“The Feels” encourages people that when they feel down, when they feel like everything is going against then, they must persevere to follow Christ. “The Holy Spirit gives us the ability to look past that and move forward in a way that unbelievers can’t.”

The final, climactic song on 40 Days is “The Worth” and “it’s coming out the woods at the end of forty days. I’ve purged, I’ve let things go. I’ve allowed God to change my perspective on things and now I’m just grateful that I did it.” The song is a song of praise, which is not a common theme in Christian hip-hop. “I never thought that you could worship to hip-hop until God gave me hip-hop records that worshipped Him.”

Next month, Armond will be releasing a full-length album called Even If I Lose, inspired by Romans 8:28, “And we know that in all things God works for the good of those who love him, who have been called according to his purpose.” (NIV)

“If you’ve answered the call of Christ that means you’re called. That means whatever you’re going through, all things work together, and that means if you believe that you’re called, and if you believe that all things work together, then that means you love God.”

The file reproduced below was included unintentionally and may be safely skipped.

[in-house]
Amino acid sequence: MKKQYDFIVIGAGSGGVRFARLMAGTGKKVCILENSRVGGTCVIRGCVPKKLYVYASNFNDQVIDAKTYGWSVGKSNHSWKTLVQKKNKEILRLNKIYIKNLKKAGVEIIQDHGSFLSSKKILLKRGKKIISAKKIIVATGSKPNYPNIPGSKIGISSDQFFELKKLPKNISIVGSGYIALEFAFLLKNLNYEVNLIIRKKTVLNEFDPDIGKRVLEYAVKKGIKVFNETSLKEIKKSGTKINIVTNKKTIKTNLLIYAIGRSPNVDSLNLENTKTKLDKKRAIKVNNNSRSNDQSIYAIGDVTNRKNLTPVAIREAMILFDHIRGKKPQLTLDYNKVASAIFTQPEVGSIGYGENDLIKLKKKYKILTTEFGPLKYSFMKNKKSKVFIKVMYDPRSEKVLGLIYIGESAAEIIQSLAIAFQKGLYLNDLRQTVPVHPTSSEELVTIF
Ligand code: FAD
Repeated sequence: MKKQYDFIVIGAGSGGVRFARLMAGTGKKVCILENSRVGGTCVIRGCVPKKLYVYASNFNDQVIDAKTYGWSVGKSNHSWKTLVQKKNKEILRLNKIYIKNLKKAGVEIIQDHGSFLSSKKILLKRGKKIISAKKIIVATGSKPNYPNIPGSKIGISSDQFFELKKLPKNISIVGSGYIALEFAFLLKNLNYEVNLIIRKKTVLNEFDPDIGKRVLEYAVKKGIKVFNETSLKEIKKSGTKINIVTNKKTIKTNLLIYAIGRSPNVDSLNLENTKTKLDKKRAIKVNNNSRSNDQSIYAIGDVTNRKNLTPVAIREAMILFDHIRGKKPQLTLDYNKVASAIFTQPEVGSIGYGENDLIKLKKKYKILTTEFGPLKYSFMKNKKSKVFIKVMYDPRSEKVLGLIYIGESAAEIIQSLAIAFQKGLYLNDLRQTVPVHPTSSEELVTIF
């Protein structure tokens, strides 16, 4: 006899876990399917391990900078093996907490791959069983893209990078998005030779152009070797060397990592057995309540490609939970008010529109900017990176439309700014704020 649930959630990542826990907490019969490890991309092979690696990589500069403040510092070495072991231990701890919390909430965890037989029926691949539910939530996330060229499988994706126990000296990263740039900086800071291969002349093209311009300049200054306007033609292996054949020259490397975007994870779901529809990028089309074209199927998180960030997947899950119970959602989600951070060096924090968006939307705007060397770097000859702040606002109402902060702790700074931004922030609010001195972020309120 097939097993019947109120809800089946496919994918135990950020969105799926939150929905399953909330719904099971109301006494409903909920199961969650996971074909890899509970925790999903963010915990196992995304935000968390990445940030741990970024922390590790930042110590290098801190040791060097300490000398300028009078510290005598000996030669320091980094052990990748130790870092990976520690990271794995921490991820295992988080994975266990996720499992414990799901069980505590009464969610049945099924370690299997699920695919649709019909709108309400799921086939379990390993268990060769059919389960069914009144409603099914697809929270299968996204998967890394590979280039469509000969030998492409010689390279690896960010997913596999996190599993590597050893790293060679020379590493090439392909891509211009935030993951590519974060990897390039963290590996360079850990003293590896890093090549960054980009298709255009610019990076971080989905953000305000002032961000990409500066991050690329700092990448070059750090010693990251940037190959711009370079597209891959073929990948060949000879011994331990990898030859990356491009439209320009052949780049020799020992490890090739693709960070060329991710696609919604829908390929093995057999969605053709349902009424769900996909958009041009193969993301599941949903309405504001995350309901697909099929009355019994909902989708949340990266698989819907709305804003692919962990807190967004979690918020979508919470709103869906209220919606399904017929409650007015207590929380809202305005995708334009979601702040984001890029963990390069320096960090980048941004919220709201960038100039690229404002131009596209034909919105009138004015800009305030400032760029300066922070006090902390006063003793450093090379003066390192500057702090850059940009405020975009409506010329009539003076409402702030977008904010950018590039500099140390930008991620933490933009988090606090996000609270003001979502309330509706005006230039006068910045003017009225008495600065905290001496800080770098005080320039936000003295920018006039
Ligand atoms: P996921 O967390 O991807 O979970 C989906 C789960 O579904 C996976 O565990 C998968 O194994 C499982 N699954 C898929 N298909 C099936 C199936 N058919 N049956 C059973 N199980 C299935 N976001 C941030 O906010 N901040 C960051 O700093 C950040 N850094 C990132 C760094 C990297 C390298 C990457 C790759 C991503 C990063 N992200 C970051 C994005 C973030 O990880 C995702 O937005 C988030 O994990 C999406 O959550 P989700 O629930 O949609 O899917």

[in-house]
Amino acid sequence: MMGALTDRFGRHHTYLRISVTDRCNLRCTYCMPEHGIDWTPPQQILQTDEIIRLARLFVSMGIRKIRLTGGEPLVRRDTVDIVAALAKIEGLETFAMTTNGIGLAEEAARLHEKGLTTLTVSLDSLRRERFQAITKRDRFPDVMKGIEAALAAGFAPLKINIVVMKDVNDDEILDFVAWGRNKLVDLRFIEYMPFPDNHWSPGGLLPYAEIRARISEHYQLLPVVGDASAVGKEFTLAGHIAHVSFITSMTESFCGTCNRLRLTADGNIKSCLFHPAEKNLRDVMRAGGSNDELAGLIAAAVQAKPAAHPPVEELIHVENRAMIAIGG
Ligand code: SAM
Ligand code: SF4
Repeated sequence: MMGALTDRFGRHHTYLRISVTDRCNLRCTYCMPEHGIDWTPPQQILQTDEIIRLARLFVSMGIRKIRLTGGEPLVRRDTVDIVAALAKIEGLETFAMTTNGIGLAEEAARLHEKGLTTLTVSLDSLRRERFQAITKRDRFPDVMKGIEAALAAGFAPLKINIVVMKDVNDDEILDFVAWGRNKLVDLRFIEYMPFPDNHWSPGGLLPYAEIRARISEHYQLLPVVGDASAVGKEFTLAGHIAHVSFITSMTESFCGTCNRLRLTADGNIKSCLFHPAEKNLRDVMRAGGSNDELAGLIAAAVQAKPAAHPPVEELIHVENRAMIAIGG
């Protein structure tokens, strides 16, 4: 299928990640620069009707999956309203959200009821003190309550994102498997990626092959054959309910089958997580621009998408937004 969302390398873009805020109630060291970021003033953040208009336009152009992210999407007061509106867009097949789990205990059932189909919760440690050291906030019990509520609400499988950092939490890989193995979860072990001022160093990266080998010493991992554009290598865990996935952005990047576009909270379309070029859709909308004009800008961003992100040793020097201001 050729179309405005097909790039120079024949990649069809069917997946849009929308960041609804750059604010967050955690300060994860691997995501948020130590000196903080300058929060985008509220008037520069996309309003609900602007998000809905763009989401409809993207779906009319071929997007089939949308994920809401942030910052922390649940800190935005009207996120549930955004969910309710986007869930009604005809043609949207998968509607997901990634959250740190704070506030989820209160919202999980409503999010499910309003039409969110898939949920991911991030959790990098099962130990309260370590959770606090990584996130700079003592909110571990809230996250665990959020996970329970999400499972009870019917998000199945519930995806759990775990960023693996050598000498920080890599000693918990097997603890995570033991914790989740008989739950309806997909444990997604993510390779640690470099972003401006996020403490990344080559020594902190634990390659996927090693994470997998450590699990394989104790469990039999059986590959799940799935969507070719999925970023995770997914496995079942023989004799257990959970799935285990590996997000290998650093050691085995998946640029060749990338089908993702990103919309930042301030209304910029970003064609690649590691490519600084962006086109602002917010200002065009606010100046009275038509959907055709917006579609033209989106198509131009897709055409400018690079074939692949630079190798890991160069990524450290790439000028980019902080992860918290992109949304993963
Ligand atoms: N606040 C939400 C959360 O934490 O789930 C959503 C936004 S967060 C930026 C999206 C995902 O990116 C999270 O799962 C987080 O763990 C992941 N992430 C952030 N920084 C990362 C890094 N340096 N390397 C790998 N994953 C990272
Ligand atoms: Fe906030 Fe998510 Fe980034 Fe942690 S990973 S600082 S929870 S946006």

Armond says that believers ultimately think differently than non-Christians. “We win when we lose. The world will look at a mistake as something that’s unforgivable, but the redemptive blood of Christ makes our losses wins.”

“Anything you do unto the Lord, you have the ability to be so dope at it because there’s so many ways you can go with it.”

You can follow Armond WakeUp on Facebook, Twitter, and Instagram.

You can get 40 Days on iTunes, Amazon, or Google Play. You can listen on Spotify.